Pandora has hired model Ashley Graham as a spokesperson for its new lab-grown diamond brand as it goes “all in” behind the product line, company CEO Alexander Lacik told Bloomberg Quint.
Lacik pledged to put unprecedented “muscle” behind the new fashion line, called Pandora Brilliance. And he hinted that while the product is currently being tested in the United Kingdom, it may soon be offered worldwide.
“There have been a lot of small players putting their fingers into the pot,” he said, “but no one with the muscle. So let’s see. We are applying the marketing muscle. We’re going all in.”
But he added that, like more Pandora product, the new offering will fit into the fashion category rather than bridal.
“The lazy approach would have been to say everyone is in bridal and everyone is in engagement, so let’s go in there and market the fact that we are a third of the cost.… [To] me, that just lacks imagination and creativity. Do I want to be the guy famous for cheapening diamonds?”
He added: “It’s very easy to fall into the trap of: ‘I’m a cheap wannabe.’ We don’t want to denigrate the value the industry has built up around diamonds—the whole flair around diamonds. We definitely want to keep that.”
The line’s prices will start around $300 for a 0.15 ct. piece—slightly more than the price set by De Beers’ Lightbox brand, which charges $200 for a 0.25 ct. diamond with no mounting. Online, you can currently find 0.3 ct. lab-grown diamonds for as low as $116.
The interview represents something of a shift in tone for Pandora, which unveiled the new offering with what some saw as a slam on natural diamonds. Lacik said that Pandora will still tout the sustainability of the line—which uses carbon offsets to defray the large amounts of energy used to produce the diamonds (60% of which is currently said to be renewable). But he said that sustainability, along with the low price, will not be a key component of the message, which is built around “transformation.”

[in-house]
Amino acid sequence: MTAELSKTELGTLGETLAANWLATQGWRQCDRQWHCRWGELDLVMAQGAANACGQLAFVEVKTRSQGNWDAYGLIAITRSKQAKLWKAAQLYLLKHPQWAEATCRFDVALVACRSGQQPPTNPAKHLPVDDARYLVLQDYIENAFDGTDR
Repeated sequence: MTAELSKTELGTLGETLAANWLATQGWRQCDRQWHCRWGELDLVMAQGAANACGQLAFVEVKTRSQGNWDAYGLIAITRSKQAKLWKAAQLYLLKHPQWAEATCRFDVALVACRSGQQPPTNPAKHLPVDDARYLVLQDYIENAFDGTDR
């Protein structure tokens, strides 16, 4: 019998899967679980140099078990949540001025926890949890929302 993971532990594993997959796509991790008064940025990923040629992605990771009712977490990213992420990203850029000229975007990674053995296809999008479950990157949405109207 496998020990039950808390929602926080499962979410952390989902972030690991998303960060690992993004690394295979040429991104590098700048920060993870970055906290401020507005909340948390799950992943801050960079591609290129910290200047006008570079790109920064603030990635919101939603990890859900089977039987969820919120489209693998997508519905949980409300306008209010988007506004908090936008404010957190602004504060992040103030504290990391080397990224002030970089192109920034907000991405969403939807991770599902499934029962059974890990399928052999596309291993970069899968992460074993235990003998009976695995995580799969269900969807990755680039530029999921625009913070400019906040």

Pandora has also reached out to SCS Global Systems, which has a certified sustainable diamond program, to “learn more about their work,” says spokesperson Johan Melchior.
Until recently, Lacik had indicated that he wanted Pandora to refocus on its signature charms. Yet, Pandora’s recent lab-grown media push—plus the mention of going “all in”—seems to indicate that this line has become a high priority for the company.
Melchior says that Pandora Brilliance is the first significant launch under its new strategy, Phoenix, launched in May.
However, this new campaign does not mean “that we will invest less in our existing core business. As mentioned, that is still very much a key focus of our strategy.”
This story has been updated with additional comments by Melchior,
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